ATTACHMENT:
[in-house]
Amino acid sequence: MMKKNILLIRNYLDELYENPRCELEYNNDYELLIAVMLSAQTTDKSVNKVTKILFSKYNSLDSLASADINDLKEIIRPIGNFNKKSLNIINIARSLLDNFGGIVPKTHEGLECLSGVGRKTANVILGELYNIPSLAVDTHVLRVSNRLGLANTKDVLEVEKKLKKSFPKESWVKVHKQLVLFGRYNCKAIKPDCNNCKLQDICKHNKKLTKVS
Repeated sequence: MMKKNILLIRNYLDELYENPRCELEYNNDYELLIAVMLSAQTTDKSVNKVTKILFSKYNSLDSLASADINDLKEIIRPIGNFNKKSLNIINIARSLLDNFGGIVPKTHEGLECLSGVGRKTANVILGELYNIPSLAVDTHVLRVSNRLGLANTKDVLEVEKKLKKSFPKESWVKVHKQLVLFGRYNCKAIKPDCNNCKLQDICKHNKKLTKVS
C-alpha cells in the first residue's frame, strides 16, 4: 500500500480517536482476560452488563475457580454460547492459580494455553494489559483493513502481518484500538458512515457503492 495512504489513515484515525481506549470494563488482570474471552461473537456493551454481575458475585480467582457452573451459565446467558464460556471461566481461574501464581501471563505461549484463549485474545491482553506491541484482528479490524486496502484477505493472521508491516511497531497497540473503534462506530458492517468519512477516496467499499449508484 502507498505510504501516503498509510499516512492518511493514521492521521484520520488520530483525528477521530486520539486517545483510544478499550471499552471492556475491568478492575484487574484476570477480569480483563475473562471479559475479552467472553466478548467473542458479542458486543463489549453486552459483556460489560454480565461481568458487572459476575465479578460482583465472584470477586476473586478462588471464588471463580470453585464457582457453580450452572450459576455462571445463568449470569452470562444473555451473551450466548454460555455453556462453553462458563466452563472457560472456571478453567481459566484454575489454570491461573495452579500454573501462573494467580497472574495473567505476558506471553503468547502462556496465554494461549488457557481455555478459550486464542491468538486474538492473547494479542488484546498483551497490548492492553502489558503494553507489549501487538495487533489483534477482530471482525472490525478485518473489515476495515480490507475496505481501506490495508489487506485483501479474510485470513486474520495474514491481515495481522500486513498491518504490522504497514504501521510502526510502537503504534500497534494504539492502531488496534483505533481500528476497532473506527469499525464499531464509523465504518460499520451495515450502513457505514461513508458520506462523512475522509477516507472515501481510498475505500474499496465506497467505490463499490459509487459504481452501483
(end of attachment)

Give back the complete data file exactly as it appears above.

[in-house]
Amino acid sequence: MMKKNILLIRNYLDELYENPRCELEYNNDYELLIAVMLSAQTTDKSVNKVTKILFSKYNSLDSLASADINDLKEIIRPIGNFNKKSLNIINIARSLLDNFGGIVPKTHEGLECLSGVGRKTANVILGELYNIPSLAVDTHVLRVSNRLGLANTKDVLEVEKKLKKSFPKESWVKVHKQLVLFGRYNCKAIKPDCNNCKLQDICKHNKKLTKVS
Repeated sequence: MMKKNILLIRNYLDELYENPRCELEYNNDYELLIAVMLSAQTTDKSVNKVTKILFSKYNSLDSLASADINDLKEIIRPIGNFNKKSLNIINIARSLLDNFGGIVPKTHEGLECLSGVGRKTANVILGELYNIPSLAVDTHVLRVSNRLGLANTKDVLEVEKKLKKSFPKESWVKVHKQLVLFGRYNCKAIKPDCNNCKLQDICKHNKKLTKVS
C-alpha cells in the first residue's frame, strides 16, 4: 500500500480517536482476560452488563475457580454460547492459580494455553494489559483493513502481518484500538458512515457503492 495512504489513515484515525481506549470494563488482570474471552461473537456493551454481575458475585480467582457452573451459565446467558464460556471461566481461574501464581501471563505461549484463549485474545491482553506491541484482528479490524486496502484477505493472521508491516511497531497497540473503534462506530458492517468519512477516496467499499449508484 502507498505510504501516503498509510499516512492518511493514521492521521484520520488520530483525528477521530486520539486517545483510544478499550471499552471492556475491568478492575484487574484476570477480569480483563475473562471479559475479552467472553466478548467473542458479542458486543463489549453486552459483556460489560454480565461481568458487572459476575465479578460482583465472584470477586476473586478462588471464588471463580470453585464457582457453580450452572450459576455462571445463568449470569452470562444473555451473551450466548454460555455453556462453553462458563466452563472457560472456571478453567481459566484454575489454570491461573495452579500454573501462573494467580497472574495473567505476558506471553503468547502462556496465554494461549488457557481455555478459550486464542491468538486474538492473547494479542488484546498483551497490548492492553502489558503494553507489549501487538495487533489483534477482530471482525472490525478485518473489515476495515480490507475496505481501506490495508489487506485483501479474510485470513486474520495474514491481515495481522500486513498491518504490522504497514504501521510502526510502537503504534500497534494504539492502531488496534483505533481500528476497532473506527469499525464499531464509523465504518460499520451495515450502513457505514461513508458520506462523512475522509477516507472515501481510498475505500474499496465506497467505490463499490459509487459504481452501483